(Sam had a section in his essay about the splat movie Halloween discussing Michael Myers’s backstory detracting from what made the story work. So I got to thinking…)
I mean, the 1971 film got a lot of stuff wrong about Willy Wonka. Gene Wilder went out of his way to want to communicate that you would never know whether Willy Wonka was being sincere. Remember the somersault?
Wilder said that he’d only take the role if he could do that. Why? “From that time on, no one will know if I’m lying or telling the truth.”
Which is an interesting take on the character. It’s not particularly true to the book… but, hey. Hollywood adaptations, right? (I always got the feeling that screenwriters had a story they wanted to tell and would just crowbar it into whatever script that producers asked them to write. “Hey, I’ve always wanted to retell Xenophon’s Anabasis with a little bit of Dante’s Divine Comedy. Willy Wonka? Eh. It’ll do.”)
So then, in 2005, they decided to make an adaptation of the book that was faithful to the original. In the book, Willy Wonka wasn’t supposed to be a stand-in for God (at least, I don’t think he was) but he was more a force of nature. A savant confectioner who is somewhat beyond our limited notions of right and wrong. So they went for that, kinda, and picked Johnny Depp to play Willy Wonka as a cross between Howard Hughes and childrens’ television show hosts from his youth. (Personally, I thought that they were going for some Michael Jackson in there too… but both Johnny Depp and Tim Burton say that there was no intention of any Michael Jackson at all so who knows?)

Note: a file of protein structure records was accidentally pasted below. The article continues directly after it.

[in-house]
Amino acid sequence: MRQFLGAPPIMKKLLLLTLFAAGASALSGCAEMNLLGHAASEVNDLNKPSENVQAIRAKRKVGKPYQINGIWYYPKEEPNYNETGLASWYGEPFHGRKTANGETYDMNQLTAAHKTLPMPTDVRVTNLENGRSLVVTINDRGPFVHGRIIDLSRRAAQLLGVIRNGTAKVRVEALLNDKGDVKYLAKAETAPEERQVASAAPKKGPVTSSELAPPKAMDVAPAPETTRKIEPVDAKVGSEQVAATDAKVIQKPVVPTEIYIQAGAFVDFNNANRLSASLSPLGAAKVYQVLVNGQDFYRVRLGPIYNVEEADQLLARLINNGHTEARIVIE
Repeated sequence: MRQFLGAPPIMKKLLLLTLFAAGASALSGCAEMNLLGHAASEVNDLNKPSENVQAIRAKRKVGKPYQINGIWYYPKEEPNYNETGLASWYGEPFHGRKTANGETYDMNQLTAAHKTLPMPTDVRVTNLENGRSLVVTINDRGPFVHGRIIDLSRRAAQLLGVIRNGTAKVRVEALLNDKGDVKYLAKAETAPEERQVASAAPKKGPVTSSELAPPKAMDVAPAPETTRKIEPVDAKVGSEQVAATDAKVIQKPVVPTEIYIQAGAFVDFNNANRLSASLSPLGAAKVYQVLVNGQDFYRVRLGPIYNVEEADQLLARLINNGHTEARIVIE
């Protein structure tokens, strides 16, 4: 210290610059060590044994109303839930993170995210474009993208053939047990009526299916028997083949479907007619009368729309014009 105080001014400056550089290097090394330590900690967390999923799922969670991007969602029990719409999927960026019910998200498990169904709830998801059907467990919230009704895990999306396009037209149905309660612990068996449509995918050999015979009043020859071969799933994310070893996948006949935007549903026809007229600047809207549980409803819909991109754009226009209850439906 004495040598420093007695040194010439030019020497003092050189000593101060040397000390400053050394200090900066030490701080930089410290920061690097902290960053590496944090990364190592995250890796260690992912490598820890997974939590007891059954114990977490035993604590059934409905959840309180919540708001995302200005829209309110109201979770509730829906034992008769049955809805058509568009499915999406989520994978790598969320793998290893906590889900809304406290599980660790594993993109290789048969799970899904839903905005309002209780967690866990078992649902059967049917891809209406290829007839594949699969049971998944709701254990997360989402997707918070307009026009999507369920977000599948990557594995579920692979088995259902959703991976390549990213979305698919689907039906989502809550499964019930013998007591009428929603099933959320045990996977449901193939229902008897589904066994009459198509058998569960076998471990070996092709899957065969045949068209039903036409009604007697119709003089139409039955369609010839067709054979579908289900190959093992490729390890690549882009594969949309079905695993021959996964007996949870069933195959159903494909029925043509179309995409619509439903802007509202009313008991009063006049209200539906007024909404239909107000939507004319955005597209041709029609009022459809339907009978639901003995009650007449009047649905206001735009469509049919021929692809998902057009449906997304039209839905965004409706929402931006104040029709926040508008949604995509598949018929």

Compare Gene Wilder’s entrance with Johnny Depp’s:
Gene Wilder’s Willy Wonka comes across as focused and calculating and, yes, you never know whether he’s telling the truth. Johnny Depp’s, by comparison, comes across as an almost neurodiverse character who wears his heart on his sleeve. Somewhat closer to the one from the book… even if it’s not a bullseye, it hit paper.
UNTIL THEY GOT TO THE END. They decided that what Willy Wonka needed was a backstory. And so ask yourself: what is the most hackneyed backstory you could possibly come up with for a master confectioner? Would it be… the son of a dentist? Who, in an effort to rebel from his father, made candy?
Yeah, that’s the most hackneyed one that I could come up with too.
And it’s the addition of that backstory that detracts from the movie entirely. Like, the first half was *PERFECT*. And it’s the addition of the backstory that has you wondering why they went for note-perfect following the book in the first half only to throw everything off the rails in the second. Say what you will about the Gene Wilder movie, but it had a point of view that let you say “yeah, I see what they were going for when they decided to stray from the path laid out in the book.”
The Johnny Depp one? Why did they think that the perfection of the book would be improved by giving Willy Wonka a backstory?
I could see someone saying something like “well, where did Willy Wonka come from? That’s a problem!” Well, give him a backstory and guess what? If the backstory isn’t better than the mystery, now you’ve got two peoblems.
So… what are you reading and/or watching?
(Image is Wine Gums by Dominic Lockyer. Used under a Creative Commons License.)